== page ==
Selectboard member David Wojnar agreed that the state guidance paperwork was confusing. He said that his best guess to minimize or reduce COVID risk was to go from a seven-hour day to a three-hour window per day as they had suggested.
“From day to day we are servicing our residents,” Mr. Wojnar stated. “From what I understand building permits have increased, people are paying their taxes, it’s all getting done.”
Mr. Correia agreed: “Yes, we don’t want a disruption and yes we want people to be and feel safe.”
“We’ve done everything to assure people’s safety,” Mr. Gaspar said. “I don’t want to get caught up in we’re open, we’re closed; we’re open, we’re closed.”
“If you’re that freaked out about COVID 19 then stay home; it doesn’t matter whether there is one case or ten,” he said.
Mr. Correia just reiterated that if Acushnet continues to go in an upward swing of positive cases it is something that will need to reevaluate.
In other business, Chief Kevin Gallagher explained how his department was conducting antibodies testing at the School Department for anyone who wanted to take the test. He said he and his team are there every Wednesday for anyone who wanted to take the test.
Chief Gallagher was also asking for the Selectboard’ s support in a town-wide COVID testing for Saturday (10/10) for Acushnet residents.
“I can’t commend you and your staff enough for all the work you have done for the safety of Acushnet residents,” Mr. Gaspar stated.
After the testing Chief Gallagher posted on Facebook that 157 Acushnet residents were tested (see story on page 16).
Mr. Gaspar stated he was hoping that some of the CARES ACT monies could go to help support local businesses, either with a break in their tax bills or liquor license renewals that are coming up.
“It’s not a lot of money,” he said. “But a small gesture to say that we support our local business.”
Town Administrator, Julie Hebert stated that she has heard of other Towns either waiving the fees or prorating them for the amount of time the businesses were open.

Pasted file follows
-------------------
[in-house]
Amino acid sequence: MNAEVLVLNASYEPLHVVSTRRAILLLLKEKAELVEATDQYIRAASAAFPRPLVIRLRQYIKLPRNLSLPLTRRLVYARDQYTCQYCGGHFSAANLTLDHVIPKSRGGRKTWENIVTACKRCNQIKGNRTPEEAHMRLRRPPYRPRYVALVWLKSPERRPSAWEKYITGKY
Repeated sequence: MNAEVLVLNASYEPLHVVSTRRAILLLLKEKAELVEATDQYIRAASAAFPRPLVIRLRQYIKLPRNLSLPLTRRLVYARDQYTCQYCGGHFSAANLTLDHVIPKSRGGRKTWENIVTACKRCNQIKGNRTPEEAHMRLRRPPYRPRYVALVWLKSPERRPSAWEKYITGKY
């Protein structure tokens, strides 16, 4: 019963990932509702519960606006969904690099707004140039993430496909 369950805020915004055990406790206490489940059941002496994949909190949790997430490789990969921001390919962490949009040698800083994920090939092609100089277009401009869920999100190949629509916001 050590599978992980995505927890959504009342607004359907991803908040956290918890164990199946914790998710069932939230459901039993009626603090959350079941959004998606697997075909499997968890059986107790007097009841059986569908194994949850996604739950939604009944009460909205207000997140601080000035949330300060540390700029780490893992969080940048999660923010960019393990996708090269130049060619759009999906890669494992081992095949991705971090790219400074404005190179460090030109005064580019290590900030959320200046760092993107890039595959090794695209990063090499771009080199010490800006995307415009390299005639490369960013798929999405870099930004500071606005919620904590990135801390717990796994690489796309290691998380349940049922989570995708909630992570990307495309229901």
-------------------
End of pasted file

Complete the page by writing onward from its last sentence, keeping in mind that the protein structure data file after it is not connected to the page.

Mr. Gaspar stated he was good with waiving the liquor license fee. Mr. Wojnar stated they could help with any bill the Town provides, such as the water bill.
The board asked Ms. Hebert to look into it so it could be discussed at a future meeting.
Business Manager of the Department of Public Works, Kathy Silva was present to advise that after many discussions with the three vendors that could possibly do a big bulky item day, they advised they did not have the shredder to do it at this time.
Ms. Silva said that SEMASS did commit to providing a big bulky item day in the Spring of 2021.
Ms. Silva told the board there were different options for residents to trash big items. They can call Waste Management directly for a fee of $28.00, and they would advise what day they could pick it up.The resident also has the ability to drop off items at the Town’s recycling center at 700 Mill Road on Fridays and Saturdays, 8:00 a.m. to 2:30 p.m.
Ms. Silva noted that the resident would need to go to the Department of Public Works to pay for the item they wanted to take to the Recycle Center.
In her Town Administrator’s report, Ms. Hebert advised there would be no town sponsored Halloween Parade this year.
Ms. Hebert also read a letter from the Council on Aging attendees thanking the Selectboard as well as Jim Marot, the Building Inspector, for the wonderful building pavilion that was built at the senior center.